My little sister is about to have her first baby. I don't feel excited for her, that is not the right word. I feel so dedicated to her. I feel so ready to pray for her, and to hear from her after her baby is born. To hear her on the phone describe the angels that she felt around her, and our grandmothers with her as she pushes her sweet baby into the world. 

It will be such a hard moment, but it will be so beautiful in the end. 

I do not need all of the answers now. I do not need to know how early prophets and their wives were compensated, what rewards and comforts they received after the intense trials of their faith. I don't need to know, because I know the nature of God. He allows us to taste the bitter cup, but He stays beside us and holds us as we do so, and then He compensates for every pain. 


Laboring with Kjel
The third thing we can do is understand the principle of compensation. The Lord compensates the faithful for every loss. That which is taken away from those who love the Lord will be added unto them in His own way. While it may not come at the time we desire, the faithful will know that every tear today will eventually be returned a hundredfold with tears of rejoicing and gratitude.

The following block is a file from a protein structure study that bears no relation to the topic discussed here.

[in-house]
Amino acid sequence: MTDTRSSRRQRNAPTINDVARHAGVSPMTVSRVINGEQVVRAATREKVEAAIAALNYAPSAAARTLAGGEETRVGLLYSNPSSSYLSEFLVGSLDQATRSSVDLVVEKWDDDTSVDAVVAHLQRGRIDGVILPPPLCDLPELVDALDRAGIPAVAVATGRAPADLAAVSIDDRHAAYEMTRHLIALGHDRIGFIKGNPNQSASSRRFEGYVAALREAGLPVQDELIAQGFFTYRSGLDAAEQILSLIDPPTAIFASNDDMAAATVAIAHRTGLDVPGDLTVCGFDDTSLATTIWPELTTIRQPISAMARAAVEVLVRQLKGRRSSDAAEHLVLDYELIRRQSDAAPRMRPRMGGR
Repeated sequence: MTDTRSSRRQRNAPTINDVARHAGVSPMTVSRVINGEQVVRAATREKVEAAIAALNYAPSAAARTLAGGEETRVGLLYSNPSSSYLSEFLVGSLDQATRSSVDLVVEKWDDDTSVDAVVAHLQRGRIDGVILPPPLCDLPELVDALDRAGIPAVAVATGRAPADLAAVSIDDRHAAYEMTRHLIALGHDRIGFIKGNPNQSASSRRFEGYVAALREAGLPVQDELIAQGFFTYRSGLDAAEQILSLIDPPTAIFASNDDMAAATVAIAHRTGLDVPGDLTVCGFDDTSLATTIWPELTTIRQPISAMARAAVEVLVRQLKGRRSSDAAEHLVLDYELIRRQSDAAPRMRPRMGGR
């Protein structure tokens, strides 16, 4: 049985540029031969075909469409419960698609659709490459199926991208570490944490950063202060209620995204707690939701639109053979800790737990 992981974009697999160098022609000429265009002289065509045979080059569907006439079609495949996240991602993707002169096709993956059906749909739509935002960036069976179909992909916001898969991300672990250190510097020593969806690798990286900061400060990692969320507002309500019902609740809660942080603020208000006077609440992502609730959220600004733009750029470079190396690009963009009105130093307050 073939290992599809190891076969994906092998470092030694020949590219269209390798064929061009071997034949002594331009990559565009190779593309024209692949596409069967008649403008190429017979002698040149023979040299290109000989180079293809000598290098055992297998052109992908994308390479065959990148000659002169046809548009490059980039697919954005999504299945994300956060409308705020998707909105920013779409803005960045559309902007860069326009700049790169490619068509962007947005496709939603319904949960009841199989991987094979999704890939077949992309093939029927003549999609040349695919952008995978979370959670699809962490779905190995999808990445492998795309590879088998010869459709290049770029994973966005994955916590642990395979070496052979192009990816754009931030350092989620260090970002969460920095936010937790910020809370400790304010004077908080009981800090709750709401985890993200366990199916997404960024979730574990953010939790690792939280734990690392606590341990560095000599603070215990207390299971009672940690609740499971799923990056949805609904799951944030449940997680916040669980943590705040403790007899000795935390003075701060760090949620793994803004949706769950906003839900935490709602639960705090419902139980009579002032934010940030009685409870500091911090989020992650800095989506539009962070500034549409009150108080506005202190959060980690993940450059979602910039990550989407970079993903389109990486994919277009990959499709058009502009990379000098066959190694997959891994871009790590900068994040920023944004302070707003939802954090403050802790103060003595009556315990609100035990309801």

From this talk by Joseph B. Wirthlin, another favorite.

Since my grandmother's funeral I have repeated this again and again in my mind and out loud:

The Spirit itself beareth witness with our spirits that we are the children of God: And if children, then heirs, heirs of God, and joint heirs with Christ, if it so be that we suffer with him, that we may also be glorified together. For I reckon that the sufferings of this present time are not worthy to be compared with the glory which shall be revealed in us. (Romans 8:16-18)

I have a feeling that Joseph Smith loved these verses. I do. 

When I had a miscarriage, my grandmother's sister, my great-aunt Fern, sent me a beautiful card that said, "We do not God's reasons, but we do know the nature of God." Such a beautiful truth. That is the rock of my testimony: that I know that the nature of God is good, gentle, the perfect father. I want so badly to learn to love His will, and to accept it with my shoulders squared and my head held high.